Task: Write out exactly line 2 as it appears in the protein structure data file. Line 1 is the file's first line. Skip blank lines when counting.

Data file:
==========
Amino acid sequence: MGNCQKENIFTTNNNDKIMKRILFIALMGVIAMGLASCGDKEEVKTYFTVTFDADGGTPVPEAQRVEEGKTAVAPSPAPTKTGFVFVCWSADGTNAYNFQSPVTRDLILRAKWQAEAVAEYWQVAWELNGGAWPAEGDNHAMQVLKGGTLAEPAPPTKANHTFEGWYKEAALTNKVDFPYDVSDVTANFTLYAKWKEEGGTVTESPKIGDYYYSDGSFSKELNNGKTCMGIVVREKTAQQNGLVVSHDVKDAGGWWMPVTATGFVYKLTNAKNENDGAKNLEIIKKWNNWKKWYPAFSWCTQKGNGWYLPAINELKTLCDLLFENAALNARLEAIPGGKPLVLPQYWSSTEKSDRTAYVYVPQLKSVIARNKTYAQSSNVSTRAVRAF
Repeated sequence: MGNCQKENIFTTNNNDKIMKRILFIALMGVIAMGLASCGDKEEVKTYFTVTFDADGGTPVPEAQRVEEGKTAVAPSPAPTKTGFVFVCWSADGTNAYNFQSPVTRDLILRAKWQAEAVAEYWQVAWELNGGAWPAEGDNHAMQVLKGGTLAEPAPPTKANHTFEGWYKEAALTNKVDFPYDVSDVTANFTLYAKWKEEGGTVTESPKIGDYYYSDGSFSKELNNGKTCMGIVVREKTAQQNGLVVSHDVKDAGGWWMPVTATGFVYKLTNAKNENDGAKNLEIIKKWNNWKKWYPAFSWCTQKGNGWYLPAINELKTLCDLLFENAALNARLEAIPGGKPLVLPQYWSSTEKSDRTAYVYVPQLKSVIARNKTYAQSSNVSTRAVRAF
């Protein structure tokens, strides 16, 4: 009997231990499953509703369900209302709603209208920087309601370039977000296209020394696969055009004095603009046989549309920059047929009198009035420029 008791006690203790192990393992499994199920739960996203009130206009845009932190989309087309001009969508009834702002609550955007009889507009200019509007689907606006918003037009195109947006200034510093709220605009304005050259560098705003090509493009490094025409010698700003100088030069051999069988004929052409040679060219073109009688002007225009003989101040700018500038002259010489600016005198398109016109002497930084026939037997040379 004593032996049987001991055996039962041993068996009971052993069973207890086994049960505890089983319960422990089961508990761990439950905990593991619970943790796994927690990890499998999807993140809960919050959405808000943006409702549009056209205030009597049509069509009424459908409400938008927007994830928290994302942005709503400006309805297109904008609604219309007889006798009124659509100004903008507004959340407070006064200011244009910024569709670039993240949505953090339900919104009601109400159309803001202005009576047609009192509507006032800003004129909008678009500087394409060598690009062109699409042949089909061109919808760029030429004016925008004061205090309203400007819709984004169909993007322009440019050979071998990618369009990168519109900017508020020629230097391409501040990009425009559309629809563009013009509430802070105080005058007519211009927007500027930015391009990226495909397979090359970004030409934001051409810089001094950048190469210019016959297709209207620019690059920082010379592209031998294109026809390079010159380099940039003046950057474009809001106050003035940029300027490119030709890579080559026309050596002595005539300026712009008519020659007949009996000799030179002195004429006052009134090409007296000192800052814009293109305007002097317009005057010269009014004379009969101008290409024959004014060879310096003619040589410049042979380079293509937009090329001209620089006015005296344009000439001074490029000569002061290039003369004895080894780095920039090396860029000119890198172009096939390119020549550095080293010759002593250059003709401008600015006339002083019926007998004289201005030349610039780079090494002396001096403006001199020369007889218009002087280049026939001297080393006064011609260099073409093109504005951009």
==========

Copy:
Repeated sequence: MGNCQKENIFTTNNNDKIMKRILFIALMGVIAMGLASCGDKEEVKTYFTVTFDADGGTPVPEAQRVEEGKTAVAPSPAPTKTGFVFVCWSADGTNAYNFQSPVTRDLILRAKWQAEAVAEYWQVAWELNGGAWPAEGDNHAMQVLKGGTLAEPAPPTKANHTFEGWYKEAALTNKVDFPYDVSDVTANFTLYAKWKEEGGTVTESPKIGDYYYSDGSFSKELNNGKTCMGIVVREKTAQQNGLVVSHDVKDAGGWWMPVTATGFVYKLTNAKNENDGAKNLEIIKKWNNWKKWYPAFSWCTQKGNGWYLPAINELKTLCDLLFENAALNARLEAIPGGKPLVLPQYWSSTEKSDRTAYVYVPQLKSVIARNKTYAQSSNVSTRAVRAF